Health & Wellbeing

Researchers discover hormone that mimics diabetes-preventing effects of exercise

Researchers discover hormone t...
A newly-discovered hormone has been found to mimic some of the benefits of exercise – although more muscle isn't one of them (Photo: Shutterstock)
A newly-discovered hormone has been found to mimic some of the benefits of exercise – although more muscle isn't one of them (Photo: Shutterstock)
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A newly-discovered hormone has been found to mimic some of the benefits of exercise – although more muscle isn't one of them (Photo: Shutterstock)
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A newly-discovered hormone has been found to mimic some of the benefits of exercise – although more muscle isn't one of them (Photo: Shutterstock)

All manner of weird and wonderful exercise contraptions pushed on late night infomercials are testament to people's desire for faster and easier ways to get the benefits of exercise – whether said contraptions are effective or not. But now researchers have discovered a hormone that could provide some of the benefits of exercise, without working up a sweat doing stomach crunches or bicep curls.

The newly-discovered hormone, called MOTS-c, was injected into mice fed a high-fat diet. Primarily targeting muscle tissue, the hormone was found to suppress both obesity and resistance to insulin. Furthermore, the hormone was also found to reverse age-dependent insulin-resistance, which typically precedes the onset of diabetes.

The scientists say that MOTS-c is unique among hormones as, unlike other hormones that are encoded in DNA in the nucleus, it is encoded in the DNA of mitochondria – organelles found in nearly all eukaryotic cells that provide chemical energy to the cell.

With its ability to counteract both diet-induced and age-dependent diabetes, the researchers from the University of Southern California (USC) Leonard Davis School of Gerontology, David Geffen School of Medicine at UCLA and the National Institutes of Health believe the hormone could pave the way for new treatments for diabetes and other age-related diseases. Unfortunately, it probably won't help you put on muscle.

"This discovery sheds new light on mitochondria and positions them as active regulators of metabolism," says Changhan Lee, assistant professor at USC Davis and lead author of the study.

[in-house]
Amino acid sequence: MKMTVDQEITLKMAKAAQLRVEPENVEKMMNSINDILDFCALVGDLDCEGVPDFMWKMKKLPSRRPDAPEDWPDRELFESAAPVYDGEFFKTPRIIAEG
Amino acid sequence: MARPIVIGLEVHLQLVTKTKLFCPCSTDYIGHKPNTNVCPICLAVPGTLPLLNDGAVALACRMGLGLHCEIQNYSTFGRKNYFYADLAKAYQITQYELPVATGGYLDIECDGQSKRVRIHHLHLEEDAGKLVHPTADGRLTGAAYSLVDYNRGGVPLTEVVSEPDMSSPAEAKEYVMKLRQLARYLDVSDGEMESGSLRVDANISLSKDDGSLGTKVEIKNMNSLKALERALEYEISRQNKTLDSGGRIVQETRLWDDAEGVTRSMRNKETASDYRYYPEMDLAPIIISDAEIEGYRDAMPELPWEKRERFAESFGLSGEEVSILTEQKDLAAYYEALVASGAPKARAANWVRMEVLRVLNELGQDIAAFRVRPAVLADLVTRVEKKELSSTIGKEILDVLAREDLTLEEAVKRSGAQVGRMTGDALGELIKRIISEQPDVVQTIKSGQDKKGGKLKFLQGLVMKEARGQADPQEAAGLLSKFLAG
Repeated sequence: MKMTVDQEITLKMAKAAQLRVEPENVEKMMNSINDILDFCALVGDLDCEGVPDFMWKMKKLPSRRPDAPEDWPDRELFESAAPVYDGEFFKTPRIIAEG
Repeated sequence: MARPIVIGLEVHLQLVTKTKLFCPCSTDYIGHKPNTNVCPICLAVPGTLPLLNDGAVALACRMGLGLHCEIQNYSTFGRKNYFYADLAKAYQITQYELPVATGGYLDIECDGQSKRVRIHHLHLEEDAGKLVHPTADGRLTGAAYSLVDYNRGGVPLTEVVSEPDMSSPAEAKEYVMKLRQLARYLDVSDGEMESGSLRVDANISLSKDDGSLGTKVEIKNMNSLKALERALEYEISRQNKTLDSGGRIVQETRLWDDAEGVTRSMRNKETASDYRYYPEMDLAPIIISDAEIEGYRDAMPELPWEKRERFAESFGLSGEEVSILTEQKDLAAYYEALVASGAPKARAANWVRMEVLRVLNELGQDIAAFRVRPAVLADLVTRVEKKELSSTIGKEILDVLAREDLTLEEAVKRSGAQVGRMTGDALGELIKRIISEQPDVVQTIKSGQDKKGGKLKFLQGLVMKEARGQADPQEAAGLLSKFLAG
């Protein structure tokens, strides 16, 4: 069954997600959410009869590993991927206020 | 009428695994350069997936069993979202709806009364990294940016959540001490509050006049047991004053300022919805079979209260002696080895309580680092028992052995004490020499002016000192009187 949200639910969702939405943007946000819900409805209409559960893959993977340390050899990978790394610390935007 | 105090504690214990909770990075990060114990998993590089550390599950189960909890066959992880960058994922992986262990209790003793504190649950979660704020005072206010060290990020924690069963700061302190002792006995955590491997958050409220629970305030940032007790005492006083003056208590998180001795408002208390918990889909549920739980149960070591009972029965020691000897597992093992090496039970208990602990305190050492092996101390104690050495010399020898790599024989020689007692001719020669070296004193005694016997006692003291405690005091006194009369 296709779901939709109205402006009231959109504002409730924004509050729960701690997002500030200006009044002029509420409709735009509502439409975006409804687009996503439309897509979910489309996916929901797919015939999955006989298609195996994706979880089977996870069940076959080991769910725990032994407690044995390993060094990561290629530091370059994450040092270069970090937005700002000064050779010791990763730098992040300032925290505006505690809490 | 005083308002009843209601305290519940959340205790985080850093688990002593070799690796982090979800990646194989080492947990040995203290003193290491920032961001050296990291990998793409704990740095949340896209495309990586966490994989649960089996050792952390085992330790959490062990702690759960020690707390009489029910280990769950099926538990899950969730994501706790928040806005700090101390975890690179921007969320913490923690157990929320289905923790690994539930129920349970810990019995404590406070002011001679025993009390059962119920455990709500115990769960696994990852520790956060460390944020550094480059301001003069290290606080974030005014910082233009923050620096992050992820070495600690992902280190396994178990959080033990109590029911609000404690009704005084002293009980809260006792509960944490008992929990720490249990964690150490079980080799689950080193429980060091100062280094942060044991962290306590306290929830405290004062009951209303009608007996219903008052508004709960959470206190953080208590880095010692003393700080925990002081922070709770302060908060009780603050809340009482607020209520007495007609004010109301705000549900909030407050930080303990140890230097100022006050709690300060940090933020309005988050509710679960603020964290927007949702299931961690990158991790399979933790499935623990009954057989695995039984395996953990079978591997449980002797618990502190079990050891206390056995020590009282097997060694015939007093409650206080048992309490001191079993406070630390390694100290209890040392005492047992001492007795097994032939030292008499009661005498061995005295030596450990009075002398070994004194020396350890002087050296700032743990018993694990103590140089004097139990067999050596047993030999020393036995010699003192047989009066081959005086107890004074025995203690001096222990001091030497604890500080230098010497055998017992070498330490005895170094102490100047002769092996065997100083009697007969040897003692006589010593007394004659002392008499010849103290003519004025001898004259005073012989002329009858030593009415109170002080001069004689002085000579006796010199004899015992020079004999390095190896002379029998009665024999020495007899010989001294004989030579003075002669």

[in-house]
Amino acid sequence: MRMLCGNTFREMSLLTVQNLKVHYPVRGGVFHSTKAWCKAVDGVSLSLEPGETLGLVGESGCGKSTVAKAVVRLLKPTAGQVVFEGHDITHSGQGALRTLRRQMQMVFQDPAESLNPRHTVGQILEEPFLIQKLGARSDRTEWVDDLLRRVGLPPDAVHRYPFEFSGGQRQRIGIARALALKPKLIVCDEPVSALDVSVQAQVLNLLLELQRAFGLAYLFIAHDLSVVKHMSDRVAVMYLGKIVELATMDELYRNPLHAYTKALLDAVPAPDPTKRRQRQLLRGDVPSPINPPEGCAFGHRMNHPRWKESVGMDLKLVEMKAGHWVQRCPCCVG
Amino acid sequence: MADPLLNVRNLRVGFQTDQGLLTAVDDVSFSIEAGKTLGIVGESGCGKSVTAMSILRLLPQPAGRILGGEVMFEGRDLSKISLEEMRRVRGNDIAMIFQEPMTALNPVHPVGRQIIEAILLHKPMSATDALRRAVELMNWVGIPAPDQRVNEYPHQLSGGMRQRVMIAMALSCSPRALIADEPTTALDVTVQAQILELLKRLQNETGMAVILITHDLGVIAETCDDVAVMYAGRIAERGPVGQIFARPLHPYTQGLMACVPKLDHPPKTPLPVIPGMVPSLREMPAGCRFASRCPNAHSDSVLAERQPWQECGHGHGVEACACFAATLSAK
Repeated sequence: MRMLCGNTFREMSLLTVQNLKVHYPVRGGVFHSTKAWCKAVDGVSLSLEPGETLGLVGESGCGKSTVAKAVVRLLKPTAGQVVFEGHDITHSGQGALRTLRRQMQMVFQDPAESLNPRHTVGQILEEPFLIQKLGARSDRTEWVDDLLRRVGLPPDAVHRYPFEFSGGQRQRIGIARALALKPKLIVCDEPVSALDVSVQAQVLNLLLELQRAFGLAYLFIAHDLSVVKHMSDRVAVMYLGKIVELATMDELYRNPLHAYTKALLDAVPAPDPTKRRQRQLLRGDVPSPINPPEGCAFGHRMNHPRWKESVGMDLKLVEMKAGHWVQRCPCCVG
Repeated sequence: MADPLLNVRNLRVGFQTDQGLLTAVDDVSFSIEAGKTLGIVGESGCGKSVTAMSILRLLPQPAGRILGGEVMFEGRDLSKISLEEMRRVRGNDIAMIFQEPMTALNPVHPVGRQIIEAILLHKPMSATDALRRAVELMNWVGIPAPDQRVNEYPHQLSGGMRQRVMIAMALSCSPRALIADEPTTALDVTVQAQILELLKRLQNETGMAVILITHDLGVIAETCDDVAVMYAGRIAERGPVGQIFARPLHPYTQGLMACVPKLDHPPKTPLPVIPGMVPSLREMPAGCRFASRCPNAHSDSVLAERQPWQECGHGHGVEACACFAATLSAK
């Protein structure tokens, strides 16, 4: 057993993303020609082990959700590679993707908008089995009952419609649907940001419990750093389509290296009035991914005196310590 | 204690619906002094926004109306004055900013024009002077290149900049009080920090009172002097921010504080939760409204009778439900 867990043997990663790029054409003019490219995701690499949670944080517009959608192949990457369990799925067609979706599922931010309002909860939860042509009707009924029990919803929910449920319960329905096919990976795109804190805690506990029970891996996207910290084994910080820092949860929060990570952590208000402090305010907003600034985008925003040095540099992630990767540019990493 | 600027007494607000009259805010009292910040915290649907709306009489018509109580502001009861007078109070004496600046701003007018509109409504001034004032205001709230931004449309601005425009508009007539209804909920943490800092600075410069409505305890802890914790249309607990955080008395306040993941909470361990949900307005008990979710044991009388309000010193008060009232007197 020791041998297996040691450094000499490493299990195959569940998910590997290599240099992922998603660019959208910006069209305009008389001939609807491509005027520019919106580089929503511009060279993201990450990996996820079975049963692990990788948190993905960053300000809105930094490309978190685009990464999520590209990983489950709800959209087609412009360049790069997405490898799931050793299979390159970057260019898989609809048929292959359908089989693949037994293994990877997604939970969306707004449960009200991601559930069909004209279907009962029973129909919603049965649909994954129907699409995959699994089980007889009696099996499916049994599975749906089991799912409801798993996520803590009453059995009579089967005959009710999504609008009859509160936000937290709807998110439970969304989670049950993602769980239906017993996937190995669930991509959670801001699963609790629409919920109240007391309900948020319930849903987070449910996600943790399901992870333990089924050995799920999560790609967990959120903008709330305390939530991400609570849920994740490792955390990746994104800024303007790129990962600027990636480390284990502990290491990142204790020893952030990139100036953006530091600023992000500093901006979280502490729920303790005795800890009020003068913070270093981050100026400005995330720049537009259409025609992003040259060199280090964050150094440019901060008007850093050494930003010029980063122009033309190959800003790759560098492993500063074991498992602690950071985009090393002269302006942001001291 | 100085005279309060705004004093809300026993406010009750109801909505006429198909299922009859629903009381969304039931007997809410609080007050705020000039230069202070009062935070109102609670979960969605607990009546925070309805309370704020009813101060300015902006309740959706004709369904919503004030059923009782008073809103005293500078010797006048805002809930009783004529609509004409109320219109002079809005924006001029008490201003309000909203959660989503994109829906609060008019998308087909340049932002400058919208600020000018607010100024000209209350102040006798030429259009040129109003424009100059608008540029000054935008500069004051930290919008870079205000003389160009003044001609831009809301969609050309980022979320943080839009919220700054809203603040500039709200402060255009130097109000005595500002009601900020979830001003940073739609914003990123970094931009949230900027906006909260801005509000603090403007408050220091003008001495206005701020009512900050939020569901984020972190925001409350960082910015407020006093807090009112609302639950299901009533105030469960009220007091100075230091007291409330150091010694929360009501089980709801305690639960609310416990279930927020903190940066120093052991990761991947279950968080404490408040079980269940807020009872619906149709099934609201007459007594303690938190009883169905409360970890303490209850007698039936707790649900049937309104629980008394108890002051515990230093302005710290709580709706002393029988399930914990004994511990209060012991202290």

The researchers point out that, although MOTS-c experiments have so far only been conducted on mice, all of the molecular mechanisms that make it function exist in all mammals. Intellectual property relating to MOTS-c has been licensed to a biotech company, with clinical trials on humans potentially beginning within three years.

The team's research appears in the journal Cell Metabolism.

Source: University of Southern California

All manner of weird and wonderful exercise contraptions pushed on late night infomercials are testament to people's desire for faster and easier ways to get the benefits of exercise – whether said contraptions are effective or not. But now researchers have discovered a hormone that could provide some of the benefits of exercise, without working up a sweat doing stomach crunches or bicep curls.

The newly-discovered hormone, called MOTS-c, was injected into mice fed a high-fat diet. Primarily targeting muscle tissue, the hormone was found to suppress both obesity and resistance to insulin. Furthermore, the hormone was also found to reverse age-dependent insulin-resistance, which typically precedes the onset of diabetes.

The scientists say that MOTS-c is unique among hormones as, unlike other hormones that are encoded in DNA in the nucleus, it is encoded in the DNA of mitochondria – organelles found in nearly all eukaryotic cells that provide chemical energy to the cell.

With its ability to counteract both diet-induced and age-dependent diabetes, the researchers from the University of Southern California (USC) Leonard Davis School of Gerontology, David Geffen School of Medicine at UCLA and the National Institutes of Health believe the hormone could pave the way for new treatments for diabetes and other age-related diseases. Unfortunately, it probably won't help you put on muscle.

"This discovery sheds new light on mitochondria and positions them as active regulators of metabolism," says Changhan Lee, assistant professor at USC Davis and lead author of the study.

The researchers point out that, although MOTS-c experiments have so far only been conducted on mice, all of the molecular mechanisms that make it function exist in all mammals. Intellectual property relating to MOTS-c has been licensed to a biotech company, with clinical trials on humans potentially beginning within three years.

The team's research appears in the journal Cell Metabolism.

Source: University of Southern California

2 comments
Oun Kwon
A Nobel prize winner is here!
Sparty
AOD9604 is a peptide that does much the same as the above.... with the added advantage that it has already gained full Generally Recognised As Safe ('GRAS') status in the USA. (Meaning that it can be added to food and drinks without further certification )
AOD9604 is a peptide that seems to have some attractive properties in the area of tissue repair and the conversion of fat to muscle plus or minus weight loss.
GRAS status allows AOD9604 to be sold as a nutrient supplement in conventional and functional foods, drinks and dietary supplements in the USA: As such it is exempt for these designated food uses from further pre-market approval requirements of food and drink ingredients in the USA.